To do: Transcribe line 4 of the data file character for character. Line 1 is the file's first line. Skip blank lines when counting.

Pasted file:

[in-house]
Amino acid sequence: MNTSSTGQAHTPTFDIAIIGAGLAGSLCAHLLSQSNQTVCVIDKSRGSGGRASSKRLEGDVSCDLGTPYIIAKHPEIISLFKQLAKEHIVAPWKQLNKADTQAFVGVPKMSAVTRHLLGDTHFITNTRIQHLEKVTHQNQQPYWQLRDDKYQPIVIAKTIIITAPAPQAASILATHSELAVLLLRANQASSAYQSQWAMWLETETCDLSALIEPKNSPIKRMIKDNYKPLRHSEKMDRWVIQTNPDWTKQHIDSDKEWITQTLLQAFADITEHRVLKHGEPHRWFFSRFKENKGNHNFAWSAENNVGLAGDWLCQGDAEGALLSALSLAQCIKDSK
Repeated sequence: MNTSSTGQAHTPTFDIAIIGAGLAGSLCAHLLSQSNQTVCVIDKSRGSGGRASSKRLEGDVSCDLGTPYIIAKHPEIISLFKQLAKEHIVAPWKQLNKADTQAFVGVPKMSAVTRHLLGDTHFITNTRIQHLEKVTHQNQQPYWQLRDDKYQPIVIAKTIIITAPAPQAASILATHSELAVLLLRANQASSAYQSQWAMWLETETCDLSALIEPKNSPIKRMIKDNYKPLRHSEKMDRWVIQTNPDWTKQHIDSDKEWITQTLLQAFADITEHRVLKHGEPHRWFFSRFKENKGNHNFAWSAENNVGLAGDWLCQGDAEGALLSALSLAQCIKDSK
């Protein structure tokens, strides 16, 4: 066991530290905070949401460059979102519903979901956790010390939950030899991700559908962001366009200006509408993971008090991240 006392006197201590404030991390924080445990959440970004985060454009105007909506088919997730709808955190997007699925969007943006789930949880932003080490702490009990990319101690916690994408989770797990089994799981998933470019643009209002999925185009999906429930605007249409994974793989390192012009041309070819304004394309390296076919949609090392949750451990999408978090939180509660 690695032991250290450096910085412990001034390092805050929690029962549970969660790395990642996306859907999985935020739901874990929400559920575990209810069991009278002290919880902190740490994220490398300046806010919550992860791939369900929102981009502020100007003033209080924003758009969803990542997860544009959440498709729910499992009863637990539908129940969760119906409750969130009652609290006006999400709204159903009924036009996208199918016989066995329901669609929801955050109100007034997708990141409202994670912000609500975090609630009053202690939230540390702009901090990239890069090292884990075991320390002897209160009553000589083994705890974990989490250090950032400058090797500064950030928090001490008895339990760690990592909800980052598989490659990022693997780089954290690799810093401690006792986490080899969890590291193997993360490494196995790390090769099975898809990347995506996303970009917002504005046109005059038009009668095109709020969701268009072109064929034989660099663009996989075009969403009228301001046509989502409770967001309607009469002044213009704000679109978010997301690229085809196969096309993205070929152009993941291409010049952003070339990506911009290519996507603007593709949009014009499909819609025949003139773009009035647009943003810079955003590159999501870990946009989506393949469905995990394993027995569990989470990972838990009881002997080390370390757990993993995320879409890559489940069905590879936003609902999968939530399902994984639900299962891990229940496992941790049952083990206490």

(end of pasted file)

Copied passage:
């Protein structure tokens, strides 16, 4: 066991530290905070949401460059979102519903979901956790010390939950030899991700559908962001366009200006509408993971008090991240 006392006197201590404030991390924080445990959440970004985060454009105007909506088919997730709808955190997007699925969007943006789930949880932003080490702490009990990319101690916690994408989770797990089994799981998933470019643009209002999925185009999906429930605007249409994974793989390192012009041309070819304004394309390296076919949609090392949750451990999408978090939180509660 690695032991250290450096910085412990001034390092805050929690029962549970969660790395990642996306859907999985935020739901874990929400559920575990209810069991009278002290919880902190740490994220490398300046806010919550992860791939369900929102981009502020100007003033209080924003758009969803990542997860544009959440498709729910499992009863637990539908129940969760119906409750969130009652609290006006999400709204159903009924036009996208199918016989066995329901669609929801955050109100007034997708990141409202994670912000609500975090609630009053202690939230540390702009901090990239890069090292884990075991320390002897209160009553000589083994705890974990989490250090950032400058090797500064950030928090001490008895339990760690990592909800980052598989490659990022693997780089954290690799810093401690006792986490080899969890590291193997993360490494196995790390090769099975898809990347995506996303970009917002504005046109005059038009009668095109709020969701268009072109064929034989660099663009996989075009969403009228301001046509989502409770967001309607009469002044213009704000679109978010997301690229085809196969096309993205070929152009993941291409010049952003070339990506911009290519996507603007593709949009014009499909819609025949003139773009009035647009943003810079955003590159999501870990946009989506393949469905995990394993027995569990989470990972838990009881002997080390370390757990993993995320879409890559489940069905590879936003609902999968939530399902994984639900299962891990229940496992941790049952083990206490």